ABSTRACT: Alcohol abuse is a widespread problem among those at risk for and living with HIV and can impact transmission and disease progression. In this study we sought to use the SIV-macaque model to evaluate the immunological and virological changes in the genital microenvironment of females exposed to chronic alcohol. Female rhesus macaques were treated with alcohol (n=6) or isocaloric sucrose (n=6) for three months and then inoculated with SIVmac251. To assess the effects of chronic alcohol on SIV disease and the genital microenvironment, we quantified plasma and genital SIV levels, measured inflammatory cells in genital fluids, and characterized microbial flora by Gram stains over 10-weeks post-SIV infection. Following three months of alcohol/sucrose treatment, significant differences were observed in the vaginal microenvironment of alcohol treated animals as compared to controls. Microbial flora of alcohol-treated animals had decreased levels of lactobacillus morphotypes and increased levels of gram-positive cocci relative to sucrose-controls. Alcohol-treated animals were also more likely to have white blood cells in vaginal fluids prior to SIV-inoculation, which persisted through viral set-point. Similar levels of cell-free SIV were observed in plasma and vaginal fluids of both groups, but alcohol-treated animals had higher incidence and levels of cell-associated SIV shed in vaginal secretions. Chronic alcohol treatment negatively impacts the genital microenvironment prior to and over the course of SIV infection and may increase the risk of genital virus shedding and transmission.AIDS Research and Human Retroviruses 06/2014; DOI:10.1089/AID.2014.0065 · 2.46 Impact Factor
[Show abstract] [Hide abstract]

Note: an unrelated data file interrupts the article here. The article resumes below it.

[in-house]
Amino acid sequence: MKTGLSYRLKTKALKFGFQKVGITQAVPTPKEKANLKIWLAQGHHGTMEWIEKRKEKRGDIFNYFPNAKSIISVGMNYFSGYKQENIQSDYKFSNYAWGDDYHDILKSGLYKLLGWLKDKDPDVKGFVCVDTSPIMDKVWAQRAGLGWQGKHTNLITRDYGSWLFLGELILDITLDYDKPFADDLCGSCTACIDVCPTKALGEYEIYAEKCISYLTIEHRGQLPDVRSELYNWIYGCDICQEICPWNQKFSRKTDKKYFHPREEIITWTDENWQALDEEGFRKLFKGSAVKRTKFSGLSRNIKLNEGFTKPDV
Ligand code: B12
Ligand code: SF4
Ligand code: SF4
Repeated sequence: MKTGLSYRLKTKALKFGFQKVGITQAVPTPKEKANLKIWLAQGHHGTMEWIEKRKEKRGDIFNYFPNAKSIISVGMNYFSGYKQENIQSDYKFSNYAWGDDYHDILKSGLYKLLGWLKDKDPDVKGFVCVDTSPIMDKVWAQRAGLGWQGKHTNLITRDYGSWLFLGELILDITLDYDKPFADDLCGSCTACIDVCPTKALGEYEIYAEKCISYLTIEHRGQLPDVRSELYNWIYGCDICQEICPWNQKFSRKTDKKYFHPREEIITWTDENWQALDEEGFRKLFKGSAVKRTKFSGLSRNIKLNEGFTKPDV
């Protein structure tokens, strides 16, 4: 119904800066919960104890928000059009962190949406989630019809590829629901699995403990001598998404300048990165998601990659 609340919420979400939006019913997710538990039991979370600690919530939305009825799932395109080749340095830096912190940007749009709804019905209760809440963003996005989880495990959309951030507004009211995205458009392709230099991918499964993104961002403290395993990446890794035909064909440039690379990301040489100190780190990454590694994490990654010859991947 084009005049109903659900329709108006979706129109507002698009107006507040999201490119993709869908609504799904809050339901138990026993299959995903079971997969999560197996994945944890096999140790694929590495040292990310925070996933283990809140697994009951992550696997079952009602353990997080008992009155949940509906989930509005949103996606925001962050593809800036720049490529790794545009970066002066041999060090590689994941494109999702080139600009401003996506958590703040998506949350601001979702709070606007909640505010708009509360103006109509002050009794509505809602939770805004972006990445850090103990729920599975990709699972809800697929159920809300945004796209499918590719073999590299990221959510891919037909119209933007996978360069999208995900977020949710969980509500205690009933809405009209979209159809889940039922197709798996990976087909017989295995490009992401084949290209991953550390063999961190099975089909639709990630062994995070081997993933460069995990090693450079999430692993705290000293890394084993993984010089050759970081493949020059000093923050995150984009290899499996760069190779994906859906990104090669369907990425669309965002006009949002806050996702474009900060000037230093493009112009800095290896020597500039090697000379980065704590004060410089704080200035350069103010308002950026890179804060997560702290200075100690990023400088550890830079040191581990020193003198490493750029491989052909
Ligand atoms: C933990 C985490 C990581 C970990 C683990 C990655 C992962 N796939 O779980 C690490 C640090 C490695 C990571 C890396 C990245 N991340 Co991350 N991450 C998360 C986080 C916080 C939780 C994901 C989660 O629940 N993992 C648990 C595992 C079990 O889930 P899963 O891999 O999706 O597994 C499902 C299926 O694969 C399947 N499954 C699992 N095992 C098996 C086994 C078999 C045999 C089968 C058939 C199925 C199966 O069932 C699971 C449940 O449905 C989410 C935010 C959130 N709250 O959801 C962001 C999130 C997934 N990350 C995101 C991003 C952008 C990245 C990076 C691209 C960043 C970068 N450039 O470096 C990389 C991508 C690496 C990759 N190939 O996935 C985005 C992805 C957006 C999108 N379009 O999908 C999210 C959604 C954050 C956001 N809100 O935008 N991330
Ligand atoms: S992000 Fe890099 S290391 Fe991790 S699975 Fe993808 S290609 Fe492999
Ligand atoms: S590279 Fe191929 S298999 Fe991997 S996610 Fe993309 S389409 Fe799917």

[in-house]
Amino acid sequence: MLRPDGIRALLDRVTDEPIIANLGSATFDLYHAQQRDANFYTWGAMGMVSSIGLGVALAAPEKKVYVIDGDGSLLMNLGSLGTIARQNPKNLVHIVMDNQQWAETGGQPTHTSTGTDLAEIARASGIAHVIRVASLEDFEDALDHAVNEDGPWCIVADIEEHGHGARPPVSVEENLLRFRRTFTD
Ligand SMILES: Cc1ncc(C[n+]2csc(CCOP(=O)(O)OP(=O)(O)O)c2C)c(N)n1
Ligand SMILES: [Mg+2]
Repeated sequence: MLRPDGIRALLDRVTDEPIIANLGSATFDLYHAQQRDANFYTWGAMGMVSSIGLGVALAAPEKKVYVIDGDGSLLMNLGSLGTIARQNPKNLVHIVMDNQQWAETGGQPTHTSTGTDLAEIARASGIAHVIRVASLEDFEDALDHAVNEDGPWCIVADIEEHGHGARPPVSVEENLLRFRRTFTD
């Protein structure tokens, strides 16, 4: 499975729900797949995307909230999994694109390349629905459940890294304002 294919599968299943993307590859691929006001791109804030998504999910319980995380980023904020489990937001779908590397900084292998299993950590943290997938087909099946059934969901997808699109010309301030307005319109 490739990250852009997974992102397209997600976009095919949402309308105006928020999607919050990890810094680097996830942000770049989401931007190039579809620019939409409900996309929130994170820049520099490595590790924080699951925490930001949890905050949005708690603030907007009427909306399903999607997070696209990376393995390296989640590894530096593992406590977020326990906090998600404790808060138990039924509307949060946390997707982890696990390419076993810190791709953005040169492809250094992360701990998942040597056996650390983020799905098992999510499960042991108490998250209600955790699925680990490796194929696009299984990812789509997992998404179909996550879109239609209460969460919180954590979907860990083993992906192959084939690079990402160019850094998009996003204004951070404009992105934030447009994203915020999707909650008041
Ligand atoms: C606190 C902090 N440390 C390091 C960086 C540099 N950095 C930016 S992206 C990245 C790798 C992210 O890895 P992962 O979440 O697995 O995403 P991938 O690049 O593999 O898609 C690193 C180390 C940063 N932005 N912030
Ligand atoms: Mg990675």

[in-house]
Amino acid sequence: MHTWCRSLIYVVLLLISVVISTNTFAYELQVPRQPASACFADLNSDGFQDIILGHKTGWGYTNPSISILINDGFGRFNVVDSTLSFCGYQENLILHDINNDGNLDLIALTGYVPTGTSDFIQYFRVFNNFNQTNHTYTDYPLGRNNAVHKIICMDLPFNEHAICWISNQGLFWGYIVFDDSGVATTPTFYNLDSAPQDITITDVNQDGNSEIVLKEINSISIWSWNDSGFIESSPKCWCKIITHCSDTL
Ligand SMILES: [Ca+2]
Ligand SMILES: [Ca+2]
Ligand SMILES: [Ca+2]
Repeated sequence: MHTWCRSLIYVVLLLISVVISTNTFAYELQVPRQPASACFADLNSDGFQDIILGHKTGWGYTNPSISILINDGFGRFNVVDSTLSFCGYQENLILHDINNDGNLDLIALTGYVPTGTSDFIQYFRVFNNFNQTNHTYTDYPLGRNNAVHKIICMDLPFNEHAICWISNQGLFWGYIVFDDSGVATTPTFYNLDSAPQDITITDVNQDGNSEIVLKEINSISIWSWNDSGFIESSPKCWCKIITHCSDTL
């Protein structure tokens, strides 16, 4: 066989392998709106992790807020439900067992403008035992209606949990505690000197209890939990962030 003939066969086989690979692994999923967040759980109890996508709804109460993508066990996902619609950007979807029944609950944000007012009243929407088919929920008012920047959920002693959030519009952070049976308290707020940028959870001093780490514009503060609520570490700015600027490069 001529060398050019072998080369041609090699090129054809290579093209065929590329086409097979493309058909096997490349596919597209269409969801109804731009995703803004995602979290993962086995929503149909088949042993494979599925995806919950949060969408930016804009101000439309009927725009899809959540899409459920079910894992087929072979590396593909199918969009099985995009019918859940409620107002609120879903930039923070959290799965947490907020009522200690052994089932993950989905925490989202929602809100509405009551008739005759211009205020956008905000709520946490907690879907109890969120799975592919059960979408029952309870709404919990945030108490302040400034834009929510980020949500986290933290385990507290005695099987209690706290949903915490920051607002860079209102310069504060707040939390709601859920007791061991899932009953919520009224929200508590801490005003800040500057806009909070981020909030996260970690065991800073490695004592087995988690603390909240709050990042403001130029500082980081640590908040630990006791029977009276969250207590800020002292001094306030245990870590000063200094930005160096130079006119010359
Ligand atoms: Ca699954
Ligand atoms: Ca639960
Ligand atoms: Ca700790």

ABSTRACT: The incidence of HIV remains alarmingly high in many parts of the world. Prophylactic use of antiretrovirals, capable of concentrating in the anatomical sites of transmission, may reduce the risk of infection after an unprotected sexual exposure. To date, orally and topically administered antiretrovirals have exhibited variable success in preventing HIV transmission in large-scale clinical trials. Antiretroviral mucosal pharmacokinetics may help explain the outcomes of these investigations. Penetration and accumulation of antiretrovirals into sites of transmission can influence dosing strategies and pre-exposure prophylaxis clinical trial design. Antiretroviral tissue distribution varies widely within and between drug classes, attributed in part to their physicochemical properties and tissue-specific drug transporter expression. Nucleoside(-tide) reverse transcriptase inhibitors, the CCR5 antagonist maraviroc, and the integrase inhibitor raltegravir demonstrate the highest penetration into the male and female reproductive tracts and colorectal tissue relative to blood. This review describes antiretroviral exposure in anatomic sites of transmission, and places these findings in context with the prevention of HIV and the efficacy of pre-exposure prophylactic strategies.Clinical Pharmacokinetics 05/2014; 53(7). DOI:10.1007/s40262-014-0148-z · 5.49 Impact Factor